Movie Review: The Farewell (別告訴她)

With the huge success of CRAZY RICH ASIANS last year, it’s finally dawning on Hollywood that audiences want to see more diversity on the big screen. Part of that diversity is reflected in this year’s surprise hit, THE FAREWELL, which premiered at the Sundance Film Festival last January. The deeply personal tale is written and directed by Chinese-American Lulu Wang (王子逸), who tells audiences at the outset that the story is “based on a true lie”.

Billi (Awkwafina, PARADISE HILLS; CRAZY RICH ASIANS; OCEAN’S 8) is a 30-year-old Chinese-American post-graduate artist (of some sort, though it’s never told which sort) who is struggling to make ends meet in Brooklyn. When news comes from China that her beloved Nai Nai (Chinese actress Zhao Shuzhen/趙淑珍), or grandmother, is dying of lung cancer, the family makes the decision not to tell the old woman that her time left is short. Instead, they hastily arrange a wedding between Billi’s cousin, Hao Hao (Chen Han/陳涵) and his Japanese girlfriend, Aiko (Aoi Mizuhara/水原碧衣), which gives the family a happy pretext to head to Changchun (長春) in northeast China to visit with Nai Nai one last time. Billi, though, isn’t invited as the family thinks she’ll betray her emotions to granny. Having spent all but her first six years in the US, the family thinks Billi has become too Westernized to cope with the Chinese custom of keeping the dying in the dark. Billi, however, isn’t going to let her grandmother pass without her saying goodbye and she gets on a plane, throwing her family’s plans for a stress-free farewell out the window.

THE FAREWELL provides audiences with a wonderful if bittersweet look at Chinese family dynamics, and the traditional customs and beliefs that have, for the most part, disappeared in the Chinese diaspora. Wang spends a fair amount of time showing how the face of Changchun is changing with rapid redevelopment, no doubt implying that those traditional customs and beliefs are under siege at home too. Not surprisingly, Wang has put the spotlight squarely on her avatar, Billi, who wants to be seen as both American and Chinese. Her family, though, won’t have it. To them, she’s American. (To be fair, they don’t see her cousin Hao Hao as Chinese either. Whether they consider him to be Japanese is a different matter that unfortunately isn’t fully explored.) Awkwafina, in her first time heading up a dramatic comedy, continues to defy being pigeonholed as a certain type of actress. A fluent Mandarin speaker (her father is Chinese and she studied in Beijing), her Chinese is excellent except when it’s curiously not. In the scene where she’s walking with her uncle, her repeated pronunciation of “I know” in Chinese (ji dao) is somewhat wonky. Similarly, it’s more than a little strange when she asks her father how to say “congratulations” in Chinese. Not only would that be something she would have learned when she was two years old, she most definitely would have heard it hundreds of times over the years including at that wedding. It may be that Wang wanted to say that no matter how good Billi’s Chinese is, it would never be good enough for her family. There’s clearly a double standard at play here because my Chinese isn’t as good as Billi’s yet I know from experience that Chinese people are always falling over themselves to compliment me on my linguistic ability.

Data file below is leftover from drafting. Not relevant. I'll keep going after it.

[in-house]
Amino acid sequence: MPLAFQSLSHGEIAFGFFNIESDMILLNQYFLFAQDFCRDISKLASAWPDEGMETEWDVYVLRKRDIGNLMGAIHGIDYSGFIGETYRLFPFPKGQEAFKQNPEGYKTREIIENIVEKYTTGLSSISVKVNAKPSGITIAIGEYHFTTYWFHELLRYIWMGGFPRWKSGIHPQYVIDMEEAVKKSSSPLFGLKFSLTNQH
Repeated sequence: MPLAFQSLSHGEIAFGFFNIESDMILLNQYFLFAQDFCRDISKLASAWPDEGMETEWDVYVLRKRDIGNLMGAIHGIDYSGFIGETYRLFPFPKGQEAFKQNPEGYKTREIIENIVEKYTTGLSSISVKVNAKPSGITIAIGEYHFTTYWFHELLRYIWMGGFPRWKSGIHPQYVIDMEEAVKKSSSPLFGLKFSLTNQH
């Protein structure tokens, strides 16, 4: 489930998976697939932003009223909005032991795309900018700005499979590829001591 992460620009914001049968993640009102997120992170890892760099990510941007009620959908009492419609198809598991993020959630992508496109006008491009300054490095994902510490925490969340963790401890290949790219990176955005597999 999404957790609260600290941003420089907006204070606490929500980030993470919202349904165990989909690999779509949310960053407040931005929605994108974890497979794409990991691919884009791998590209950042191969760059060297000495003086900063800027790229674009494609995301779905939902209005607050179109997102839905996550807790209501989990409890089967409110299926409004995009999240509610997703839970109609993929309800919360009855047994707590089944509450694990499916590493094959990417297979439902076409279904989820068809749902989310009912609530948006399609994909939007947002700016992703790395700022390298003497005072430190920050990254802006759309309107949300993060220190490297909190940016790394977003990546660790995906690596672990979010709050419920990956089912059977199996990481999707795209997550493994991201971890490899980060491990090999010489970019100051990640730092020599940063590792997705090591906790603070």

While it’s great that this film gives audiences something that we typically don’t see on the big screen, Wong’s characters are sadly underdeveloped and the story holds to a very narrow tonal range. One scene involving Billi and an English-speaking doctor could have gone somewhere but Wang lets that opportunity pass by. Similarly, Hao Hao and Aiko have very little to do. It would have been nice if Billi and her cousin could have had at least one conversation about being an outsider. Performances, however, are generally good with Zhao, who is unknown to Western audiences but is well known at home in China, sparkling as the family’s matriarch. Hong Kong-born Tzi Ma/馬泰 (ARRIVAL), Australian actress Diana Lin/林曉傑, both of whom know first-hand what it’s like to be a Chinese expatriate, add to the story’s authenticity as Billi’s parents. Now the question comes as to whether Wang will be able to turn this success into something greater or if she’ll be a one-trick pony.

If you have a chance to see THE FAREWELL, certainly check it out. For some strange reason, it hasn’t come to Hong Kong but it is available on a number of streaming services.

Watch the review recorded on Facebook Live on Friday, December 27th, 8:30 am HK time!

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